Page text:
London Will Be a Real Estate Investment Magnet Despite Brexit

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( — December 25, 2016) — Wealthy investors seeking out investment properties in global cities like New York and London may have been a prime example of globalization and free trade. But political events over the past year like Britain’s exit from the EU and Donald Trump’s surprising victory have proven that the tide is turning against globalization. This makes the future of transational investments in prime real estate uncertain.

Transnational wealth is money created in one nation and heavily invested in another. Usually money flows from emerging and frontier markets to places seen as ‘secure’. Singapore, London, and New York were on the top of the list of secure investment destinations. Foreign real estate investments grew by 33 per cent in 2015, reaching an estimated $62.7 billion that year. Back in 2012, nearly half the investment in New York and close to 85 per cent of investment in London’s real estate came from foreign buyers. If you were part of the global elite, it seemed London was your most likely safe deposit box. If you lived in London, you could sell your house fast and lock in an exceptional price.

But then Brexit happened…

Brexit, however, has changed that. Property deals in Central London have halved since Britain decided to leave the European block and raise taxes on real estate investments. Prices are expected to plunge further as the country works its way through an arduous exit process over the next year. There’s no doubt the property market is in a slump right now. But whether the global elite will shun British property is still debatable.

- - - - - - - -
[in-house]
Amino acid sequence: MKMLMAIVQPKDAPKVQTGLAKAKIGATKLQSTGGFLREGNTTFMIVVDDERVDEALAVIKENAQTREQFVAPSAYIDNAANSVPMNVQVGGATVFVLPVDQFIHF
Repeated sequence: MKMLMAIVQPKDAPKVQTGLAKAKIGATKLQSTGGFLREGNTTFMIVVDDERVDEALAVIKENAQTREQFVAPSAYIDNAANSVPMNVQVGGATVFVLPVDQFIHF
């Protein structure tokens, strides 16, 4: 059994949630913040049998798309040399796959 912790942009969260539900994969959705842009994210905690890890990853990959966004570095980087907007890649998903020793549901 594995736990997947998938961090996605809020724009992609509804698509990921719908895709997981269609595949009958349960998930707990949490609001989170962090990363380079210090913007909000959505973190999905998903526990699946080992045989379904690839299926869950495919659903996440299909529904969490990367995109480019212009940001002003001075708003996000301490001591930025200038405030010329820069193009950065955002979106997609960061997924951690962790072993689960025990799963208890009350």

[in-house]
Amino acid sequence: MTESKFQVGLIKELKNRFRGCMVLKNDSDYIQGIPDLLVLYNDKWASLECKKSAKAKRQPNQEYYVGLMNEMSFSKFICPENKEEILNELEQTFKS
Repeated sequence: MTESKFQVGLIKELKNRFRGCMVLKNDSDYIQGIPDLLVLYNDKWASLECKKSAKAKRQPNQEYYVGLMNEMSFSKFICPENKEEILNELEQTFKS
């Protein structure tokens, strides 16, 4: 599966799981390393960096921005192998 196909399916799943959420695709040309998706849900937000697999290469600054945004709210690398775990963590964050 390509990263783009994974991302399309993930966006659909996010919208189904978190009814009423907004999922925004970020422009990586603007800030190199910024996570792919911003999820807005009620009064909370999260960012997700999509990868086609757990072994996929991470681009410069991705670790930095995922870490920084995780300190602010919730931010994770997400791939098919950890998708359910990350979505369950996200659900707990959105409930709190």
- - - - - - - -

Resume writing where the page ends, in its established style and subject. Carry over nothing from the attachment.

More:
But is it all bad?

The Knight Frank Global Wealth Attitudes Survey 2016 found that nearly half of all asset managers and bankers thought prime real estate would continue to be popular with wealthy investors over the next decade. The rich are simply getting richer at an extraordinary pace and don’t have enough opportunities to invest in. Regardless of the political climate in the United States and the UK, plutocrats from non-OECD countries will still need a place to safely store wealth and protect it from inflation, economic turmoil, and instability at home.

Demand for prime real estate is cyclical, but has been consistently growing over the past century. Elites from across the globe have looked to London and New York after every successive crisis – from the oil crisis in the late 70’s to the collapse of the Soviet Bloc in the early 90’s. Investment money has been flowing to London for its unique culture, financial connectivity, straightforward regulations, and ease of access. A little political instability could temporarily affect prices, but for long-term buyers this is nothing more than an excellent opportunity.

In other words, the global housing market is cyclical and there’s a lot of attractive factors that could help London preserve its crown as the best destination for foreign money chasing prime property.